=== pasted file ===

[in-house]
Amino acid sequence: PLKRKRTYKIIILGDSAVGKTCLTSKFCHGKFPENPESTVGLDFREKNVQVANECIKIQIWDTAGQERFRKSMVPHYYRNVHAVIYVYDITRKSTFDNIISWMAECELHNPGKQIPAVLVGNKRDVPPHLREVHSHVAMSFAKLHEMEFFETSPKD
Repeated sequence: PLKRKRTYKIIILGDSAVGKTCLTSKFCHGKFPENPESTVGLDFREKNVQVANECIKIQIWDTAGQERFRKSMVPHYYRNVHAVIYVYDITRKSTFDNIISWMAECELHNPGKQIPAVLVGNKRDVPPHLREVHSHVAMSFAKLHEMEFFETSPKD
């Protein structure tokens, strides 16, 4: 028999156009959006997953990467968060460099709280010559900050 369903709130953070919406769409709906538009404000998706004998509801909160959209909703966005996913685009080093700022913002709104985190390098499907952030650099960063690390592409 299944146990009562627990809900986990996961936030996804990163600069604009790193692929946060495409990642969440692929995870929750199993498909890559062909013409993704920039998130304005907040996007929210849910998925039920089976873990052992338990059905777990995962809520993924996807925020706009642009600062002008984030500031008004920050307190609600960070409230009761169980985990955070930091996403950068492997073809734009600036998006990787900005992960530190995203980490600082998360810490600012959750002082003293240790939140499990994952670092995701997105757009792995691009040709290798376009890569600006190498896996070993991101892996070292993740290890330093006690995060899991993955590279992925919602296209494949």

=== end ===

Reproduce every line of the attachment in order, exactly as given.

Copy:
[in-house]
Amino acid sequence: PLKRKRTYKIIILGDSAVGKTCLTSKFCHGKFPENPESTVGLDFREKNVQVANECIKIQIWDTAGQERFRKSMVPHYYRNVHAVIYVYDITRKSTFDNIISWMAECELHNPGKQIPAVLVGNKRDVPPHLREVHSHVAMSFAKLHEMEFFETSPKD
Repeated sequence: PLKRKRTYKIIILGDSAVGKTCLTSKFCHGKFPENPESTVGLDFREKNVQVANECIKIQIWDTAGQERFRKSMVPHYYRNVHAVIYVYDITRKSTFDNIISWMAECELHNPGKQIPAVLVGNKRDVPPHLREVHSHVAMSFAKLHEMEFFETSPKD
């Protein structure tokens, strides 16, 4: 028999156009959006997953990467968060460099709280010559900050 369903709130953070919406769409709906538009404000998706004998509801909160959209909703966005996913685009080093700022913002709104985190390098499907952030650099960063690390592409 299944146990009562627990809900986990996961936030996804990163600069604009790193692929946060495409990642969440692929995870929750199993498909890559062909013409993704920039998130304005907040996007929210849910998925039920089976873990052992338990059905777990995962809520993924996807925020706009642009600062002008984030500031008004920050307190609600960070409230009761169980985990955070930091996403950068492997073809734009600036998006990787900005992960530190995203980490600082998360810490600012959750002082003293240790939140499990994952670092995701997105757009792995691009040709290798376009890569600006190498896996070993991101892996070292993740290890330093006690995060899991993955590279992925919602296209494949």